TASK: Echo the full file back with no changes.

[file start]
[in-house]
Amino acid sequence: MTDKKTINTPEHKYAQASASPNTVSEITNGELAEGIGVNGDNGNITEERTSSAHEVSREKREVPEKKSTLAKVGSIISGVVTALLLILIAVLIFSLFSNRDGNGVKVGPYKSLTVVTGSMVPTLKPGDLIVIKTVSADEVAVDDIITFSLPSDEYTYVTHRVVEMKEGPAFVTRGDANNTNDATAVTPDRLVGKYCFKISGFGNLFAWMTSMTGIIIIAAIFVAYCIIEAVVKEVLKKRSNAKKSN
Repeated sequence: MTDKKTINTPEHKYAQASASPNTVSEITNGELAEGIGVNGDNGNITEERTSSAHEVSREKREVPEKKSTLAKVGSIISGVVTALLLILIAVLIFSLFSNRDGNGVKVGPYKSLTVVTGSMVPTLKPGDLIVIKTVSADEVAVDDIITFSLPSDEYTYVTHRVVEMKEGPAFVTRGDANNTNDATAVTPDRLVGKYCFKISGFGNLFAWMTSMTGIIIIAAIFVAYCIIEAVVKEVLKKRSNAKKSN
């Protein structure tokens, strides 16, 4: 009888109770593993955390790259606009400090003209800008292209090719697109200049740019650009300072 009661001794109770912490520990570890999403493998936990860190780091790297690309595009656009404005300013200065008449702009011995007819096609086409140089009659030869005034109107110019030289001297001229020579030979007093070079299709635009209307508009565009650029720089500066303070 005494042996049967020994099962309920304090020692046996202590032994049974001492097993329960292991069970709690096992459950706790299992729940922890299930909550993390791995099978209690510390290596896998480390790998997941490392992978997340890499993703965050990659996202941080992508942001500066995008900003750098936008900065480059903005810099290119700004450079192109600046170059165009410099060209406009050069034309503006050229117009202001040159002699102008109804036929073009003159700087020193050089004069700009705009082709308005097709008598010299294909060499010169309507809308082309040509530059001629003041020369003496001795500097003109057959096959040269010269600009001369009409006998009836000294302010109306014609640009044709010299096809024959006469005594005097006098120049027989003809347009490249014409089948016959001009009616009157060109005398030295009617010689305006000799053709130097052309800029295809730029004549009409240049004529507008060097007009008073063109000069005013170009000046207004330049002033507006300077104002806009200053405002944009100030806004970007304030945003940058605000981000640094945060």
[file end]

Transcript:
[in-house]
Amino acid sequence: MTDKKTINTPEHKYAQASASPNTVSEITNGELAEGIGVNGDNGNITEERTSSAHEVSREKREVPEKKSTLAKVGSIISGVVTALLLILIAVLIFSLFSNRDGNGVKVGPYKSLTVVTGSMVPTLKPGDLIVIKTVSADEVAVDDIITFSLPSDEYTYVTHRVVEMKEGPAFVTRGDANNTNDATAVTPDRLVGKYCFKISGFGNLFAWMTSMTGIIIIAAIFVAYCIIEAVVKEVLKKRSNAKKSN
Repeated sequence: MTDKKTINTPEHKYAQASASPNTVSEITNGELAEGIGVNGDNGNITEERTSSAHEVSREKREVPEKKSTLAKVGSIISGVVTALLLILIAVLIFSLFSNRDGNGVKVGPYKSLTVVTGSMVPTLKPGDLIVIKTVSADEVAVDDIITFSLPSDEYTYVTHRVVEMKEGPAFVTRGDANNTNDATAVTPDRLVGKYCFKISGFGNLFAWMTSMTGIIIIAAIFVAYCIIEAVVKEVLKKRSNAKKSN
């Protein structure tokens, strides 16, 4: 009888109770593993955390790259606009400090003209800008292209090719697109200049740019650009300072 009661001794109770912490520990570890999403493998936990860190780091790297690309595009656009404005300013200065008449702009011995007819096609086409140089009659030869005034109107110019030289001297001229020579030979007093070079299709635009209307508009565009650029720089500066303070 005494042996049967020994099962309920304090020692046996202590032994049974001492097993329960292991069970709690096992459950706790299992729940922890299930909550993390791995099978209690510390290596896998480390790998997941490392992978997340890499993703965050990659996202941080992508942001500066995008900003750098936008900065480059903005810099290119700004450079192109600046170059165009410099060209406009050069034309503006050229117009202001040159002699102008109804036929073009003159700087020193050089004069700009705009082709308005097709008598010299294909060499010169309507809308082309040509530059001629003041020369003496001795500097003109057959096959040269010269600009001369009409006998009836000294302010109306014609640009044709010299096809024959006469005594005097006098120049027989003809347009490249014409089948016959001009009616009157060109005398030295009617010689305006000799053709130097052309800029295809730029004549009409240049004529507008060097007009008073063109000069005013170009000046207004330049002033507006300077104002806009200053405002944009100030806004970007304030945003940058605000981000640094945060």